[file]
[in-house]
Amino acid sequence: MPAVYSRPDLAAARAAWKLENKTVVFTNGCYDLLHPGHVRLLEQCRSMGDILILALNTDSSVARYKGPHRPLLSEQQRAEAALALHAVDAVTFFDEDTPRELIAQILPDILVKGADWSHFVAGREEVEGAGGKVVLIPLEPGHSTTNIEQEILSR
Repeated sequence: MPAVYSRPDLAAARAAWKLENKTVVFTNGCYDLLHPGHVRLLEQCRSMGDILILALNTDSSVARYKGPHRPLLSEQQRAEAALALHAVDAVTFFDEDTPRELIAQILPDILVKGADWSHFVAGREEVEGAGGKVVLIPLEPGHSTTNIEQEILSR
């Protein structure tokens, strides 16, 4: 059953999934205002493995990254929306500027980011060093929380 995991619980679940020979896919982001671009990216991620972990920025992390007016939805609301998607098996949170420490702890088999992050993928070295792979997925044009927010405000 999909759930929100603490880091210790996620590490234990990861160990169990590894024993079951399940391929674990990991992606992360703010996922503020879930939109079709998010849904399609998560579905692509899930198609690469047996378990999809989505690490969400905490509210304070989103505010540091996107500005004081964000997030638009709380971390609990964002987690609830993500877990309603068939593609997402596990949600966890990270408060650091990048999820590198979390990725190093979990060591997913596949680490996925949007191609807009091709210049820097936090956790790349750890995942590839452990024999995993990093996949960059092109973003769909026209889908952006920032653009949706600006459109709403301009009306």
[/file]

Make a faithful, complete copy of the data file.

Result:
[in-house]
Amino acid sequence: MPAVYSRPDLAAARAAWKLENKTVVFTNGCYDLLHPGHVRLLEQCRSMGDILILALNTDSSVARYKGPHRPLLSEQQRAEAALALHAVDAVTFFDEDTPRELIAQILPDILVKGADWSHFVAGREEVEGAGGKVVLIPLEPGHSTTNIEQEILSR
Repeated sequence: MPAVYSRPDLAAARAAWKLENKTVVFTNGCYDLLHPGHVRLLEQCRSMGDILILALNTDSSVARYKGPHRPLLSEQQRAEAALALHAVDAVTFFDEDTPRELIAQILPDILVKGADWSHFVAGREEVEGAGGKVVLIPLEPGHSTTNIEQEILSR
């Protein structure tokens, strides 16, 4: 059953999934205002493995990254929306500027980011060093929380 995991619980679940020979896919982001671009990216991620972990920025992390007016939805609301998607098996949170420490702890088999992050993928070295792979997925044009927010405000 999909759930929100603490880091210790996620590490234990990861160990169990590894024993079951399940391929674990990991992606992360703010996922503020879930939109079709998010849904399609998560579905692509899930198609690469047996378990999809989505690490969400905490509210304070989103505010540091996107500005004081964000997030638009709380971390609990964002987690609830993500877990309603068939593609997402596990949600966890990270408060650091990048999820590198979390990725190093979990060591997913596949680490996925949007191609807009091709210049820097936090956790790349750890995942590839452990024999995993990093996949960059092109973003769909026209889908952006920032653009949706600006459109709403301009009306």